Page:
RMEDL/K11 - Chthonian Music [Cold Spring - 2012]Cold Spring have rescued 'Chthonian Music' from total obscurity by reissuing this 'transposition' of an underground, multi-channel acoustic installation previously limited to just 50 copies when first released in 2010. And we can be thankful that they did, as the results provide for a surprisingly coherent album, despite its convoluted concept and absence of the original presentation's staging. Indeed, it succeeds in its ambitions to bridge "contemporary art, post-industrial culture and the avant garde black metal", deftly assisted by contributions from a generous selection of suitably underground (ahem) artists of note.
The original concept formed by RMEDL (AKA Sandro Gronchi) relates to the Etruscans, who populated the west coast of Italy in the Middle Ages. Like the Egyptians, their polytheistic religion believed in an afterlife, where spacious tombs combined with esoteric rites better prepared individuals for their liminal journey between physical death and a prosperous eternity. Specifically, Gronchi chose an ancient Etruscan hypogeum in Cecina in Tuscany as the specific site for the audio installation, that had apparently been consecrated to the worship of Ancient Greek's Demeter, the goddess of agriculture and fertility and her daughter Persephone. Kidnapped by Hades, the god of death and the underworld, Persephone is said to have been tricked into returning to the underworld for several months each year, providing a correlation with changing seasons and a symbol of rebirth.
This disk, though, with the central five pieces collectively named 'Katabasis' (descent) seems to be more concerned with the downward journey into the mythical underworld than any subsequent resolution. But what does it sound like divorced from textual and geographic concerns? Suitably, Pietro Riparbelli (AKA K11) composes and performs a copiously creepy set of results, as one would expect having previously worked on similarly ghoulish sound installations including one at Crowley's Abbey of Thelema in Sicily.
Opening with fresh field recordings gathered by Franciso Lopez, his sounds of the outdoors are gradually subsumed as we enter a damp, underground environment filled with delicious sub-bass from Seth Cluett and Riparbelli's distorted organ.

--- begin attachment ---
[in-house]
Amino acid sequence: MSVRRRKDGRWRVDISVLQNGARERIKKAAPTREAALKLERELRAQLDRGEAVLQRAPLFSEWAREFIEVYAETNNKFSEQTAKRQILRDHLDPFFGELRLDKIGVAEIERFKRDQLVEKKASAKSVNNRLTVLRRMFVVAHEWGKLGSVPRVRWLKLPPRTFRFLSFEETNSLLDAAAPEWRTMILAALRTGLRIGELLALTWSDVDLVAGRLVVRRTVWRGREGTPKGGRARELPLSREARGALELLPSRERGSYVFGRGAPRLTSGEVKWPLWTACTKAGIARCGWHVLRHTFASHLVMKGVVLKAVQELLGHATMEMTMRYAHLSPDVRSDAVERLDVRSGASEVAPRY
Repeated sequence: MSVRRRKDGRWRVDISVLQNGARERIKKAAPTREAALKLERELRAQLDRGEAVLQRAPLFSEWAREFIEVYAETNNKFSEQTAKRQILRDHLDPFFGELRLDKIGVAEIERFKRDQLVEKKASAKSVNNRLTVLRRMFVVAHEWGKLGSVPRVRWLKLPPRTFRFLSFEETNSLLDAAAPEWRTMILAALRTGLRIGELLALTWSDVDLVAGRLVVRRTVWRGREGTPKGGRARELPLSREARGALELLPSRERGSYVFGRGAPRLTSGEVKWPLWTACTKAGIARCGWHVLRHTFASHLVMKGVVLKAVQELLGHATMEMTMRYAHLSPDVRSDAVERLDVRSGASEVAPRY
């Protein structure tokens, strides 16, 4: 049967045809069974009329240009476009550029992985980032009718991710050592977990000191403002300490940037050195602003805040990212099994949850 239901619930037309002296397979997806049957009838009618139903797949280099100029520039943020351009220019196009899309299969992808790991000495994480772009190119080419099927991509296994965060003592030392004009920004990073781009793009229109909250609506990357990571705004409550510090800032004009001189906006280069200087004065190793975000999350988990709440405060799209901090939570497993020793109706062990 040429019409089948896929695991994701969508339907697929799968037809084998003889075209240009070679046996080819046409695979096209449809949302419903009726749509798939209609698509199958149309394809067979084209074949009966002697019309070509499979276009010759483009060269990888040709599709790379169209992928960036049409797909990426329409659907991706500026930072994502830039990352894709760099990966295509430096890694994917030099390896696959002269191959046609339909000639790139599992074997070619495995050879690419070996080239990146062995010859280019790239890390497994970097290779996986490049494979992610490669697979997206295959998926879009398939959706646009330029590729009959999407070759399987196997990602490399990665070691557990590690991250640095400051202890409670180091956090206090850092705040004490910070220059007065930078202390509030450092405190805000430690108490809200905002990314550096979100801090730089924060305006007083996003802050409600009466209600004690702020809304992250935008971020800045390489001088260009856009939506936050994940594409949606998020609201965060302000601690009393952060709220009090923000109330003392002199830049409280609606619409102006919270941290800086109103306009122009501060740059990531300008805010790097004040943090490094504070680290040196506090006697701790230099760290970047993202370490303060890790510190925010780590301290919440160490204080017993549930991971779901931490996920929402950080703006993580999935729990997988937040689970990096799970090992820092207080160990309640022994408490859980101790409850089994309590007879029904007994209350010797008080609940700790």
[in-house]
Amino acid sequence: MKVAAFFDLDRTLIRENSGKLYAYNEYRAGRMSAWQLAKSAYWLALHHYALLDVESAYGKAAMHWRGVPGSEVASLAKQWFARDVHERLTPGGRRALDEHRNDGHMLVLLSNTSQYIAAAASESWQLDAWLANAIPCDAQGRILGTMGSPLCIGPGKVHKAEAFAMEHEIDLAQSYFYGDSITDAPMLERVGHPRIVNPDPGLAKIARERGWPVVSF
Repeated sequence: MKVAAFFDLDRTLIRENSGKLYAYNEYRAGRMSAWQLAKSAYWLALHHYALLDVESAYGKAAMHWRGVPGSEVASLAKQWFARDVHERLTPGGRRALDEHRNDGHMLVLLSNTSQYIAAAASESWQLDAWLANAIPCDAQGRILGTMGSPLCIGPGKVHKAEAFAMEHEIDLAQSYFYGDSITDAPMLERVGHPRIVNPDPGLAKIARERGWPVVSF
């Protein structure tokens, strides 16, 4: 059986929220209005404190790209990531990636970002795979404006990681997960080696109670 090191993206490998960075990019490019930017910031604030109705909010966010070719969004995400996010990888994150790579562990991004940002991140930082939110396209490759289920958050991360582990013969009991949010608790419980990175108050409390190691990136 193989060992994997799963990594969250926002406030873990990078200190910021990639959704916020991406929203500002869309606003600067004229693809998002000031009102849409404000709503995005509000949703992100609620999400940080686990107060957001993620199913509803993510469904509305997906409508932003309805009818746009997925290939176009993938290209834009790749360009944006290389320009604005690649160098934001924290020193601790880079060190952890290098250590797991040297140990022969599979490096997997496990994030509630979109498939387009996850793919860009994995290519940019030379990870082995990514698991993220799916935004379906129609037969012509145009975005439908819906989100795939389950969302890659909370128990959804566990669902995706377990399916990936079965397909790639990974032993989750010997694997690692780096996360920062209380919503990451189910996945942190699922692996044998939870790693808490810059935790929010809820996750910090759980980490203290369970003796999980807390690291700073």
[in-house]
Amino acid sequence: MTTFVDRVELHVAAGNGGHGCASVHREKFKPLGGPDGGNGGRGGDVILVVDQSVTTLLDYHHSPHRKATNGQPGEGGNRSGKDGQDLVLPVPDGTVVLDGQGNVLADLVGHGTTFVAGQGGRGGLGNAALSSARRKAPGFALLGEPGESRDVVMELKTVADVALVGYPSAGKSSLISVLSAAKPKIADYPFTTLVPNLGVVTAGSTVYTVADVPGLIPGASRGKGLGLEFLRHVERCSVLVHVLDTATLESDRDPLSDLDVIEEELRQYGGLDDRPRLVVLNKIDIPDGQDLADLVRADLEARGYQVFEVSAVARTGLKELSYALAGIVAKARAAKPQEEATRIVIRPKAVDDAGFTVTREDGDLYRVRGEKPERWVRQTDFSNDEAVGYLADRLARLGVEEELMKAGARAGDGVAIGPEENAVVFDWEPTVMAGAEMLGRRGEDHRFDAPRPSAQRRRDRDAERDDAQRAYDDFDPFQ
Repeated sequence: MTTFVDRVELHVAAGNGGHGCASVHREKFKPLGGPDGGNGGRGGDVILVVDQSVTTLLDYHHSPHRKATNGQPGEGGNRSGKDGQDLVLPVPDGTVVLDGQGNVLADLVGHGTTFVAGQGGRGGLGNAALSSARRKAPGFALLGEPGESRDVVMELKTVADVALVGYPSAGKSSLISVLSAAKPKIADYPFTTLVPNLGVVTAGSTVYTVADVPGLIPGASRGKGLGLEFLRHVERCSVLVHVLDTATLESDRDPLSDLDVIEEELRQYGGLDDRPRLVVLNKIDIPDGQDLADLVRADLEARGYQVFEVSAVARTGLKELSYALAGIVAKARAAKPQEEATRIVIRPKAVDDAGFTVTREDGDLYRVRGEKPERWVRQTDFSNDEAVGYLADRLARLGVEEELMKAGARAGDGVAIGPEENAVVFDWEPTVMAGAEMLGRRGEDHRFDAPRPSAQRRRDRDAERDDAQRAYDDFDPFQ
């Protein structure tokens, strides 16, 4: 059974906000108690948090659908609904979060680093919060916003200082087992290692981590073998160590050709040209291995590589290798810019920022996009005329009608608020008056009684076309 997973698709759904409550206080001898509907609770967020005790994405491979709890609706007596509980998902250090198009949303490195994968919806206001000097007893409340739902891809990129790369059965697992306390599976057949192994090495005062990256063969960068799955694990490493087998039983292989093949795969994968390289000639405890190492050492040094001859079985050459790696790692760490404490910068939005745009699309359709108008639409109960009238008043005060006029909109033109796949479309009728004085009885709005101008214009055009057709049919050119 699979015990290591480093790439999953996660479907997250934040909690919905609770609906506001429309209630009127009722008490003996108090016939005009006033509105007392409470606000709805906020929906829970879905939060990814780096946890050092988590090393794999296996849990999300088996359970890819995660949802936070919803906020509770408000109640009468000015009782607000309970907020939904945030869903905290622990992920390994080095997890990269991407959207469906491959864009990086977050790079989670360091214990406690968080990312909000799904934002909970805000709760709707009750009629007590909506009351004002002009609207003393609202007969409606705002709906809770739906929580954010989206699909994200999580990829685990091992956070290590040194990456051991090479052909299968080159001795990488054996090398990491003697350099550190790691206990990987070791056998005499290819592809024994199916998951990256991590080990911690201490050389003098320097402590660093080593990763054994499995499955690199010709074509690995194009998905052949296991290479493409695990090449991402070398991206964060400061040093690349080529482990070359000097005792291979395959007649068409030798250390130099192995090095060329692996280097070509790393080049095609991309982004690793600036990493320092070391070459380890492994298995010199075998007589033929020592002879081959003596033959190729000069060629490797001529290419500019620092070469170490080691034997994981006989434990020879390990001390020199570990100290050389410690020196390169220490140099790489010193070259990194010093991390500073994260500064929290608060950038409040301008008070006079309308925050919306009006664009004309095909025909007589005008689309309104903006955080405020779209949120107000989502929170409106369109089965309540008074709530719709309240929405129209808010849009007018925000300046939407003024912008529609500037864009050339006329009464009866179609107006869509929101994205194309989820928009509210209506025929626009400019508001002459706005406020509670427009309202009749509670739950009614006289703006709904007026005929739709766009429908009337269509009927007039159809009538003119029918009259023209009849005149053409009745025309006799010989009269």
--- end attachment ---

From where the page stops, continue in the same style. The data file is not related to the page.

The full descending journey then commences, filling the majority of the album with sinister, suspended tones from several of Italy's contemporary experimental electronic composers such as Andrea Marutti, Gianluca Becuzzi and Masimo Bartolini. This long, downward drive is variously complemented by a wide range of further flung international artists from the dark cello of Christina Kubisch, through Utarm's moody electronics and Burial Hex' funereal piano, to Deadwood and Nordvargr's drone sounds on the closing piece, Nuktelia.
But far from being a mere collage of deathly drones, the rhythmless, cavernous tracks are offset by gnarly black metal guitar strokes from Francesco Brasini and L'Acephale. These long, rough, blackened chords stretch across the sombre sound field like a particularly virulent strain of crawling ivy, providing dramatic obstacles in the listener's relentlessly downward path. Meanwhile, L'Acephale's drums occasionally provide much needed climactic passages amidst the cult ambience.
So, while it would seem that the evocative pooling of an international parade of participants would have much greater impact at the ancient site for which it was conceived, the album works in its own right as an inventive document of imagined rituals, journeys and beliefs.Russell Cuzner